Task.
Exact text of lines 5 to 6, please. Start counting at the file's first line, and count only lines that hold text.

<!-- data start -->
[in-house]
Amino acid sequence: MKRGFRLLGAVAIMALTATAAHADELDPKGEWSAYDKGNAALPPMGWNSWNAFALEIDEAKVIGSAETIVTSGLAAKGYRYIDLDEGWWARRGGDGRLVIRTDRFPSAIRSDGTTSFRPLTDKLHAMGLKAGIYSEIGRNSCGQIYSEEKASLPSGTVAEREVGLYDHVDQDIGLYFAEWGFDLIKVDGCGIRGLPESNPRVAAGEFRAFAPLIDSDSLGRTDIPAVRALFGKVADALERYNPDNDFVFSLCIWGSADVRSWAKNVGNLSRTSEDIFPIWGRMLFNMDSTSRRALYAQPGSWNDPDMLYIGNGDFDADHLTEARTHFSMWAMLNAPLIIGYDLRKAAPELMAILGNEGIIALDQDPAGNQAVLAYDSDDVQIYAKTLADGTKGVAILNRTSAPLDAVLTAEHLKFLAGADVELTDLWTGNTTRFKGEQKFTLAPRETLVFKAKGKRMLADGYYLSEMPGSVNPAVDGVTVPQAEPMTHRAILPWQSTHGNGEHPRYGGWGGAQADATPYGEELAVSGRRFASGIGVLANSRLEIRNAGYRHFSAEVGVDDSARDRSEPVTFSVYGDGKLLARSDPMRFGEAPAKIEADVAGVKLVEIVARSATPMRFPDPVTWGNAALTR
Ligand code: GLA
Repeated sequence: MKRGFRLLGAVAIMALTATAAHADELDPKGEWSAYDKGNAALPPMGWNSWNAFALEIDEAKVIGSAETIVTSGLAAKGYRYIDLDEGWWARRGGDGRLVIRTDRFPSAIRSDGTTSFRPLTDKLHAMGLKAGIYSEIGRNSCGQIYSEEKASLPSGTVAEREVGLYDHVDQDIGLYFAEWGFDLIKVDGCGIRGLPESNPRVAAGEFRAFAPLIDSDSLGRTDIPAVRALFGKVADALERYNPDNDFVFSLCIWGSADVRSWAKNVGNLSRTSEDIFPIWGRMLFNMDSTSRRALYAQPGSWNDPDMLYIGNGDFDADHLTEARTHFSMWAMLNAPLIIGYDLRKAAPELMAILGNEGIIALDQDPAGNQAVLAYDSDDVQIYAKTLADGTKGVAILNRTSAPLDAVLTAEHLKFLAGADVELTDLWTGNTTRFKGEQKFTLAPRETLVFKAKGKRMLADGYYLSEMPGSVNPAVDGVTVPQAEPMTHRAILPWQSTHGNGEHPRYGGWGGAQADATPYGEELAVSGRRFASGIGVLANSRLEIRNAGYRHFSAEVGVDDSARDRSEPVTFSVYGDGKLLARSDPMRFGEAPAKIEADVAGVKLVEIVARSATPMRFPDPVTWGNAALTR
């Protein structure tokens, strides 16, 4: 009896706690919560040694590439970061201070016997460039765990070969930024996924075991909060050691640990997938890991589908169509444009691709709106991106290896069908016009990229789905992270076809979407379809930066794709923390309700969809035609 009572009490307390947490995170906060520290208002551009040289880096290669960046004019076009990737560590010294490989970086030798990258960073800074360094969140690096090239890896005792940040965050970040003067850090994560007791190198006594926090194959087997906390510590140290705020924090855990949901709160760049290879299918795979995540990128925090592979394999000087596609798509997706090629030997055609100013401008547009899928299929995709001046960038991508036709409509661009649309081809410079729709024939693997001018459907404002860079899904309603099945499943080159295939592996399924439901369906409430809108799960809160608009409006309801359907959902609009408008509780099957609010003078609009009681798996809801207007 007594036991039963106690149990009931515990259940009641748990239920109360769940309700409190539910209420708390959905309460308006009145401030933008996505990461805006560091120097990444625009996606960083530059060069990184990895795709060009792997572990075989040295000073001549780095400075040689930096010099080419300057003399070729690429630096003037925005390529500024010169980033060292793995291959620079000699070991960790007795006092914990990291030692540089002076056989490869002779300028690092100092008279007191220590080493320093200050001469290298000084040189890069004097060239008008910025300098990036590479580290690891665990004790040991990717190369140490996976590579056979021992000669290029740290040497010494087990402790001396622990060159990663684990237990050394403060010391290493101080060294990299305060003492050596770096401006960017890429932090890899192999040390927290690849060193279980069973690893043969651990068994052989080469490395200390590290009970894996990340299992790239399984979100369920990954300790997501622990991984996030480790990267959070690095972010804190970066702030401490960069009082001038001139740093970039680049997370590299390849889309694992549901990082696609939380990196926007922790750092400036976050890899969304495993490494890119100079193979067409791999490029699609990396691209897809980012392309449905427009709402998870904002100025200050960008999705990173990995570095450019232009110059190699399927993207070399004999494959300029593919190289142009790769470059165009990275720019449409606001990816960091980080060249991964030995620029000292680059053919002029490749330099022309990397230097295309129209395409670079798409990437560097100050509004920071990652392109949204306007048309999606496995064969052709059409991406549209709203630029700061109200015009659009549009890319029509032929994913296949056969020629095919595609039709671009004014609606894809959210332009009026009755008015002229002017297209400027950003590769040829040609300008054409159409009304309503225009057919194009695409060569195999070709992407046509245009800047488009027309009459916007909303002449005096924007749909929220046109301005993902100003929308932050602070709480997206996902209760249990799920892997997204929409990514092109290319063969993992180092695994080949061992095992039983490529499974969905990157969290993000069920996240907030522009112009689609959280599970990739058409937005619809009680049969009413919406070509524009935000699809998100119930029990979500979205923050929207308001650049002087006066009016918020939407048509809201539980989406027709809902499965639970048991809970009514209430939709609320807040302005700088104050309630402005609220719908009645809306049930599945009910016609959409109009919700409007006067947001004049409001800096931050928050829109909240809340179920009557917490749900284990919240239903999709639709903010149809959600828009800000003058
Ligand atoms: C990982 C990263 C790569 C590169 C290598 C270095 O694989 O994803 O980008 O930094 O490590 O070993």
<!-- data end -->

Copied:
């Protein structure tokens, strides 16, 4: 009896706690919560040694590439970061201070016997460039765990070969930024996924075991909060050691640990997938890991589908169509444009691709709106991106290896069908016009990229789905992270076809979407379809930066794709923390309700969809035609 009572009490307390947490995170906060520290208002551009040289880096290669960046004019076009990737560590010294490989970086030798990258960073800074360094969140690096090239890896005792940040965050970040003067850090994560007791190198006594926090194959087997906390510590140290705020924090855990949901709160760049290879299918795979995540990128925090592979394999000087596609798509997706090629030997055609100013401008547009899928299929995709001046960038991508036709409509661009649309081809410079729709024939693997001018459907404002860079899904309603099945499943080159295939592996399924439901369906409430809108799960809160608009409006309801359907959902609009408008509780099957609010003078609009009681798996809801207007 007594036991039963106690149990009931515990259940009641748990239920109360769940309700409190539910209420708390959905309460308006009145401030933008996505990461805006560091120097990444625009996606960083530059060069990184990895795709060009792997572990075989040295000073001549780095400075040689930096010099080419300057003399070729690429630096003037925005390529500024010169980033060292793995291959620079000699070991960790007795006092914990990291030692540089002076056989490869002779300028690092100092008279007191220590080493320093200050001469290298000084040189890069004097060239008008910025300098990036590479580290690891665990004790040991990717190369140490996976590579056979021992000669290029740290040497010494087990402790001396622990060159990663684990237990050394403060010391290493101080060294990299305060003492050596770096401006960017890429932090890899192999040390927290690849060193279980069973690893043969651990068994052989080469490395200390590290009970894996990340299992790239399984979100369920990954300790997501622990991984996030480790990267959070690095972010804190970066702030401490960069009082001038001139740093970039680049997370590299390849889309694992549901990082696609939380990196926007922790750092400036976050890899969304495993490494890119100079193979067409791999490029699609990396691209897809980012392309449905427009709402998870904002100025200050960008999705990173990995570095450019232009110059190699399927993207070399004999494959300029593919190289142009790769470059165009990275720019449409606001990816960091980080060249991964030995620029000292680059053919002029490749330099022309990397230097295309129209395409670079798409990437560097100050509004920071990652392109949204306007048309999606496995064969052709059409991406549209709203630029700061109200015009659009549009890319029509032929994913296949056969020629095919595609039709671009004014609606894809959210332009009026009755008015002229002017297209400027950003590769040829040609300008054409159409009304309503225009057919194009695409060569195999070709992407046509245009800047488009027309009459916007909303002449005096924007749909929220046109301005993902100003929308932050602070709480997206996902209760249990799920892997997204929409990514092109290319063969993992180092695994080949061992095992039983490529499974969905990157969290993000069920996240907030522009112009689609959280599970990739058409937005619809009680049969009413919406070509524009935000699809998100119930029990979500979205923050929207308001650049002087006066009016918020939407048509809201539980989406027709809902499965639970048991809970009514209430939709609320807040302005700088104050309630402005609220719908009645809306049930599945009910016609959409109009919700409007006067947001004049409001800096931050928050829109909240809340179920009557917490749900284990919240239903999709639709903010149809959600828009800000003058
Ligand atoms: C990982 C990263 C790569 C590169 C290598 C270095 O694989 O994803 O980008 O930094 O490590 O070993």